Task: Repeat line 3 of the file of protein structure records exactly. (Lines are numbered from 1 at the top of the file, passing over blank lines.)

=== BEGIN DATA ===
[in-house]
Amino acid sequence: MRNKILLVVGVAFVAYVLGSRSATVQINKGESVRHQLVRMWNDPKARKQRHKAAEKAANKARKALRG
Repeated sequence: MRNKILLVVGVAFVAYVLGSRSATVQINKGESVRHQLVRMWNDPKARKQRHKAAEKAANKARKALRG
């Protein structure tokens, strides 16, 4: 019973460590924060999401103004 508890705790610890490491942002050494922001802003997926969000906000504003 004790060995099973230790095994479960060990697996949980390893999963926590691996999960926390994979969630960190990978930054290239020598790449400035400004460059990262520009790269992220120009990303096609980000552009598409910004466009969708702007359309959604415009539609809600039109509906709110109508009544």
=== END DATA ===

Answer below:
Repeated sequence: MRNKILLVVGVAFVAYVLGSRSATVQINKGESVRHQLVRMWNDPKARKQRHKAAEKAANKARKALRG